TP-LINK Archer TX3000ERM 229.00
- 160MHz enabled
- WPA3 Encryption protocol
- Bluetooth 5.0
- Magnetized transceiver
- Detachable antennas
- Excellent wireless throughput
- Supports any PCIe-slot on motherboard
- No drivers for Linux and Mac users
Wi-Fi 6 routers are making their way to conquer the wireless networking market, succeeding its predecessor, WiFi 5 that slowly fading away. The competitive price between router manufacturers provide a broader option for the user to have a variety of choices of the type of Wi-Fi 6 router that fits their requirement. However, there are some cases, although it is very small in amount, users tend to complaining about not getting their desired speed over wireless despite being advertised of able to transmit, as an example, 1148 Mbps over 2.4 GHz and 4804 Mbps over 5 GHz. Do note that, the rated transmission speed is advertised speed and not a real-world speed. In real-world, there are a few factors that affect the wireless speed.
In order to fully utilize the Wi-Fi 6 technology, you will be requiring a suitable Wi-Fi 6 client adapter. This is where, TP-LINK introduced their all new Archer TX3000E, a Wi-Fi 6 PCIe WLAN adapter for your PC. The TX3000E said to break the gigabit limitation by providing an advertised speed up to 2402 Mbps over 5 GHz and 574 Mbps over 2.4 Ghz. It features Intel’s Wi-Fi 6 chipset that promises to bring a seamless wireless experience when paired with the right Wi-Fi 6 router. Similar with ASUS’s AX58BT, the Archer TX3000E also features Bluetooth 5.0 technology that provides better speed and wider coverage for communication in-between devices. According to TP-LINK further, the Archer TX3000E is backward compatible, means you still can use the unit for Wi-Fi 5 (802.11ac/a/b/g/n) standard routers. So it was planned previously by me to buy a PCIe WLAN adapter to benchmark wireless router speed in real-world (real-time) and I decided to buy a unit of Archer TX3000E for myself.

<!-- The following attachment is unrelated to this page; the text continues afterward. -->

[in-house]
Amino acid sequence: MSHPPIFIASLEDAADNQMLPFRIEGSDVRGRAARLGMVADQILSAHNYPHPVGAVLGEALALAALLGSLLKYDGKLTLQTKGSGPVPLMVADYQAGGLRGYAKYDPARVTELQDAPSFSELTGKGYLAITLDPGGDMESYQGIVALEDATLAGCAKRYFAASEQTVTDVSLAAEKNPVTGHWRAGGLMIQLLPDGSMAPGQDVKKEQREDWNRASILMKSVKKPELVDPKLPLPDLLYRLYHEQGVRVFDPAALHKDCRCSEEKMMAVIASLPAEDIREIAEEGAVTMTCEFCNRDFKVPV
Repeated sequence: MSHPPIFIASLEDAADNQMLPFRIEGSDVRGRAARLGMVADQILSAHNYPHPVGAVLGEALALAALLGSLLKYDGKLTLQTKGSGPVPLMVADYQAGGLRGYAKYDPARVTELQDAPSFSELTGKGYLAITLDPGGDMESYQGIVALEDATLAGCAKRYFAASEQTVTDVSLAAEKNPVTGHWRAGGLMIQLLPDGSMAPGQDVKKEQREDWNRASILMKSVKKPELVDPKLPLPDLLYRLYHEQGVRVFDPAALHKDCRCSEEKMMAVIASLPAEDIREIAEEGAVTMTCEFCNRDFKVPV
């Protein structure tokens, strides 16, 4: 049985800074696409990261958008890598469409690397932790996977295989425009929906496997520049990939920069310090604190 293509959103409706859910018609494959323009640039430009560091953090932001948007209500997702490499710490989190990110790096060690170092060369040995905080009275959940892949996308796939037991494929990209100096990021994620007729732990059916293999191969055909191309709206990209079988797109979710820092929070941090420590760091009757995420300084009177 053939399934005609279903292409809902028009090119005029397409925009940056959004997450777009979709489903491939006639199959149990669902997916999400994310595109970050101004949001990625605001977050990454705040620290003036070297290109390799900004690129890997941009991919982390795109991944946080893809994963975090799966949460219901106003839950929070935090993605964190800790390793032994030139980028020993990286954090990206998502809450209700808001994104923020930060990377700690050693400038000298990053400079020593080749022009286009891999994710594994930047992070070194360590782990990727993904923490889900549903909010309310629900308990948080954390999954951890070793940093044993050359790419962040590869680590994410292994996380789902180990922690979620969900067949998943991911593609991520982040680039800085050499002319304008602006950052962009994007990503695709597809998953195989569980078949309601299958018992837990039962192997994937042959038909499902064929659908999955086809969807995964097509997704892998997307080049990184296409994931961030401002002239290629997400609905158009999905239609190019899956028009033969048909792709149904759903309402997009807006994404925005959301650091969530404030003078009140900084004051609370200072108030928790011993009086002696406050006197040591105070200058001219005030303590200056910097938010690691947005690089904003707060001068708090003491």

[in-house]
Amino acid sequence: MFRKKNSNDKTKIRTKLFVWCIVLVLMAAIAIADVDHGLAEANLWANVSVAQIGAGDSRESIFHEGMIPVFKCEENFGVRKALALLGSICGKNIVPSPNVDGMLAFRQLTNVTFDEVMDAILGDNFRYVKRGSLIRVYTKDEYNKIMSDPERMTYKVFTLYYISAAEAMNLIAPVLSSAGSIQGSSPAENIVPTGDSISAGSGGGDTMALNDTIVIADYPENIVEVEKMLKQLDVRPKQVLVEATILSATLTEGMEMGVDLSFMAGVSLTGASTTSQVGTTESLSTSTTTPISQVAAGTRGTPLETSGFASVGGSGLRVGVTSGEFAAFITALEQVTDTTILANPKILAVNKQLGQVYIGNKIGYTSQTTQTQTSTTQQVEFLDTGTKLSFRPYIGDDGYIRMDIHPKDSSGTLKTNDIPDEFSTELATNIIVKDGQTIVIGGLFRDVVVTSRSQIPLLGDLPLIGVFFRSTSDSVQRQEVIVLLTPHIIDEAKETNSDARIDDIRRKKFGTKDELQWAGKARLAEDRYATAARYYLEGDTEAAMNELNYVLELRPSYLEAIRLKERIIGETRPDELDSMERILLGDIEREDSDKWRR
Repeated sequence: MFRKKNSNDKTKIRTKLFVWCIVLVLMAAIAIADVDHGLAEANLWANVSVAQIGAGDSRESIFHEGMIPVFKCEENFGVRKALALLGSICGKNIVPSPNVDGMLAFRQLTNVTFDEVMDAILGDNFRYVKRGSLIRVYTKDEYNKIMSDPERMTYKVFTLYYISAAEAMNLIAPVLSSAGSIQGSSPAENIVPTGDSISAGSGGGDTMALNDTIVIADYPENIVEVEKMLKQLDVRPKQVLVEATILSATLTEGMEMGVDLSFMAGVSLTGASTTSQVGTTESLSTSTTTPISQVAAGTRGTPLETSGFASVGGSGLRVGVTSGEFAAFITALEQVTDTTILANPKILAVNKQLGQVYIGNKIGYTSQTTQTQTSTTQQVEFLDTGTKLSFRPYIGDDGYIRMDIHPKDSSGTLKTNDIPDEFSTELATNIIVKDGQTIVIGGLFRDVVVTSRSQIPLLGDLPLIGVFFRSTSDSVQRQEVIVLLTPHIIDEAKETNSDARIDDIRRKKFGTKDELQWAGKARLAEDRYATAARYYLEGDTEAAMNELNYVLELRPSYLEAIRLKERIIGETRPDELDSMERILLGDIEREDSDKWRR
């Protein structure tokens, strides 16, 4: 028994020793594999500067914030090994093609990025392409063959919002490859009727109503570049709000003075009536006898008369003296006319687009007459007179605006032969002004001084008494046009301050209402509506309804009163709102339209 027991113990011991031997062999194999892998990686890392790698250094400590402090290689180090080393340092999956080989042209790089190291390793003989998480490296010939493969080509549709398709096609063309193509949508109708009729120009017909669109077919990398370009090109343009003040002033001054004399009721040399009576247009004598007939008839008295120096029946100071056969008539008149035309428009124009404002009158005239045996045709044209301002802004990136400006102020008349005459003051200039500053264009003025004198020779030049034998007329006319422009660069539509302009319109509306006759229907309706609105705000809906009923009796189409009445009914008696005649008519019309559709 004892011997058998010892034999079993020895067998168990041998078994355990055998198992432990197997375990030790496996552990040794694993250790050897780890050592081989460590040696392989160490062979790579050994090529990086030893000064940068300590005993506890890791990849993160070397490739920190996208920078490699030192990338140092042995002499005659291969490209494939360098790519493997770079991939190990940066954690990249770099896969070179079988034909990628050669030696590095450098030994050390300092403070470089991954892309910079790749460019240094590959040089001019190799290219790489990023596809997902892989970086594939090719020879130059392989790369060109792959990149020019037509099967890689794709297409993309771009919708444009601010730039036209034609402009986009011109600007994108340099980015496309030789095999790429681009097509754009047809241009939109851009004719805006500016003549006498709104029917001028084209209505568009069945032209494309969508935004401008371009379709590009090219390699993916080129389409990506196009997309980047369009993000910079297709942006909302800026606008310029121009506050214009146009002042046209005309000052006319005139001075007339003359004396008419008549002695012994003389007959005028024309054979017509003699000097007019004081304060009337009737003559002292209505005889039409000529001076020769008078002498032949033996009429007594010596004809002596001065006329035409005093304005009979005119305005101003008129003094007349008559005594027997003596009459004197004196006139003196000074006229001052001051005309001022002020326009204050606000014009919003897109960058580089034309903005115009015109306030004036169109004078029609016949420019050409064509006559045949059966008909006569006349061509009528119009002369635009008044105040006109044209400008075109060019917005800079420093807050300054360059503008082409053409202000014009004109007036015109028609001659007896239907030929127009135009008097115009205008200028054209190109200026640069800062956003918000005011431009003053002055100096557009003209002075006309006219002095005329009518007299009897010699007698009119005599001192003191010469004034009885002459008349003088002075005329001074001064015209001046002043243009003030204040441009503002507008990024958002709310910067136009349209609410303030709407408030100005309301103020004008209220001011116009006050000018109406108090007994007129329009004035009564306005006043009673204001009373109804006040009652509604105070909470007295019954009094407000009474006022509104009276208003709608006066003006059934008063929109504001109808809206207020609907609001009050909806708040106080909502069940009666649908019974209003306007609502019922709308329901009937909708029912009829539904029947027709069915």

The standard accessories that bundled together with the packaging are, a unit of Archer TX3000E, a magnetized antenna base with 1m RF cable, two 5 dBi high gain antennas, a low-profile bracket, Bluetooth header cable, a quick installation guide and a resource CD.
The Archer TX3000E has a larger passive heat-sink compared to AX58BT. This is considered a good characteristic for a PCIe adapter that constantly required to work for transmitting and receiving data from the router without degrading the wireless speed.
The magnetized base of Archer TX3000E was uniquely designed in order to allow you to fully utilize the wireless reception required to transmit and receive data from your router. The removable antennas further extends the probability of receiving a better throughput if your PC located further from your centralized networking equipment, i.e. wireless router location.
The specification of the Archer TX3000E are as follow:
|Chipset||Intel Wi-Fi 6 Chipset|
|Antenna Type||Two High-Gain Dual Band Antennas|
Magnetized Antenna Base
|Wireless Standards||IEEE 802.11ax/ac/n/a 5 GHz|
IEEE 802.11ax/n/g/b 2.4 GHz
|WLAN Signal Rate||5 GHz|
11ax: Up to 2402 Mbps(dynamic)
11ac: Up to 1733 Mbps(dynamic)
11n: Up to 300 Mbps(dynamic)
11a: Up to 54 Mbps(dynamic)
11ax: Up to 574 Mbps(dynamic)